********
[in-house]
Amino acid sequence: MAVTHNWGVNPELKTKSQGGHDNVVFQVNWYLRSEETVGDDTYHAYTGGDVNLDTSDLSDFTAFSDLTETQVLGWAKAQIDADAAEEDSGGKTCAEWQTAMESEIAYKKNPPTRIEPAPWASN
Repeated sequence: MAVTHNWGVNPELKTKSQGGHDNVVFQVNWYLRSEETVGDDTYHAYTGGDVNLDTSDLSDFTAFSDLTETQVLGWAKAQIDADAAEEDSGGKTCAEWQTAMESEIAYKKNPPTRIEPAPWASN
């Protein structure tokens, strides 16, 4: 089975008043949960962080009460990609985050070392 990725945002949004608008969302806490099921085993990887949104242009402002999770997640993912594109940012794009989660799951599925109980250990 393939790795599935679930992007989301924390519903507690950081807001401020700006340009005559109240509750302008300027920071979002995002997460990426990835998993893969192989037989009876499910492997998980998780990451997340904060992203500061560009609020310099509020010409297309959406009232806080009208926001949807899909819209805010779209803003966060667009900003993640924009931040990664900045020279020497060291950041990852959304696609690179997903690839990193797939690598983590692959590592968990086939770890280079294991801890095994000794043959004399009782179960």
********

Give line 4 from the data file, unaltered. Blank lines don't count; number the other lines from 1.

């Protein structure tokens, strides 16, 4: 089975008043949960962080009460990609985050070392 990725945002949004608008969302806490099921085993990887949104242009402002999770997640993912594109940012794009989660799951599925109980250990 393939790795599935679930992007989301924390519903507690950081807001401020700006340009005559109240509750302008300027920071979002995002997460990426990835998993893969192989037989009876499910492997998980998780990451997340904060992203500061560009609020310099509020010409297309959406009232806080009208926001949807899909819209805010779209803003966060667009900003993640924009931040990664900045020279020497060291950041990852959304696609690179997903690839990193797939690598983590692959590592968990086939770890280079294991801890095994000794043959004399009782179960």